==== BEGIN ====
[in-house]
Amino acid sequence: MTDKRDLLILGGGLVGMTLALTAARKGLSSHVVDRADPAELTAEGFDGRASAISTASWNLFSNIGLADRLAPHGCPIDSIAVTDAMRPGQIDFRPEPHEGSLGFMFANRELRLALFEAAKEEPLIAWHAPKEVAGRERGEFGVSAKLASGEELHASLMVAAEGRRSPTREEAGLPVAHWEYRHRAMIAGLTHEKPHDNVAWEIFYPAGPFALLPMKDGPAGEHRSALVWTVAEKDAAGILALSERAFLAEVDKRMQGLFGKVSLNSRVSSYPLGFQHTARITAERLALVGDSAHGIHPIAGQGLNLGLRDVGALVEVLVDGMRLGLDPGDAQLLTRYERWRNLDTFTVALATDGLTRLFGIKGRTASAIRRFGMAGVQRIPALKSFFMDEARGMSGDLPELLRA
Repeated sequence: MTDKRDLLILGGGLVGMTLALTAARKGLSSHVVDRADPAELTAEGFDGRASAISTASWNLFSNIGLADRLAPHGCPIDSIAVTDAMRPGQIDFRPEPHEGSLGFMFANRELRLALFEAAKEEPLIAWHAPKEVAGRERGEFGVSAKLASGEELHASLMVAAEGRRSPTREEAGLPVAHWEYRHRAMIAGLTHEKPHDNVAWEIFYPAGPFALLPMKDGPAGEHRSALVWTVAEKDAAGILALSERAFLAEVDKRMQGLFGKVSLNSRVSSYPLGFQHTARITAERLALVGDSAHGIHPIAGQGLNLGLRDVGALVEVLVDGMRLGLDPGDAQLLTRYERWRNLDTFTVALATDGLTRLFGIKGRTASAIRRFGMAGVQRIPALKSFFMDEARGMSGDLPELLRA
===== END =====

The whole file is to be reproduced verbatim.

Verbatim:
[in-house]
Amino acid sequence: MTDKRDLLILGGGLVGMTLALTAARKGLSSHVVDRADPAELTAEGFDGRASAISTASWNLFSNIGLADRLAPHGCPIDSIAVTDAMRPGQIDFRPEPHEGSLGFMFANRELRLALFEAAKEEPLIAWHAPKEVAGRERGEFGVSAKLASGEELHASLMVAAEGRRSPTREEAGLPVAHWEYRHRAMIAGLTHEKPHDNVAWEIFYPAGPFALLPMKDGPAGEHRSALVWTVAEKDAAGILALSERAFLAEVDKRMQGLFGKVSLNSRVSSYPLGFQHTARITAERLALVGDSAHGIHPIAGQGLNLGLRDVGALVEVLVDGMRLGLDPGDAQLLTRYERWRNLDTFTVALATDGLTRLFGIKGRTASAIRRFGMAGVQRIPALKSFFMDEARGMSGDLPELLRA
Repeated sequence: MTDKRDLLILGGGLVGMTLALTAARKGLSSHVVDRADPAELTAEGFDGRASAISTASWNLFSNIGLADRLAPHGCPIDSIAVTDAMRPGQIDFRPEPHEGSLGFMFANRELRLALFEAAKEEPLIAWHAPKEVAGRERGEFGVSAKLASGEELHASLMVAAEGRRSPTREEAGLPVAHWEYRHRAMIAGLTHEKPHDNVAWEIFYPAGPFALLPMKDGPAGEHRSALVWTVAEKDAAGILALSERAFLAEVDKRMQGLFGKVSLNSRVSSYPLGFQHTARITAERLALVGDSAHGIHPIAGQGLNLGLRDVGALVEVLVDGMRLGLDPGDAQLLTRYERWRNLDTFTVALATDGLTRLFGIKGRTASAIRRFGMAGVQRIPALKSFFMDEARGMSGDLPELLRA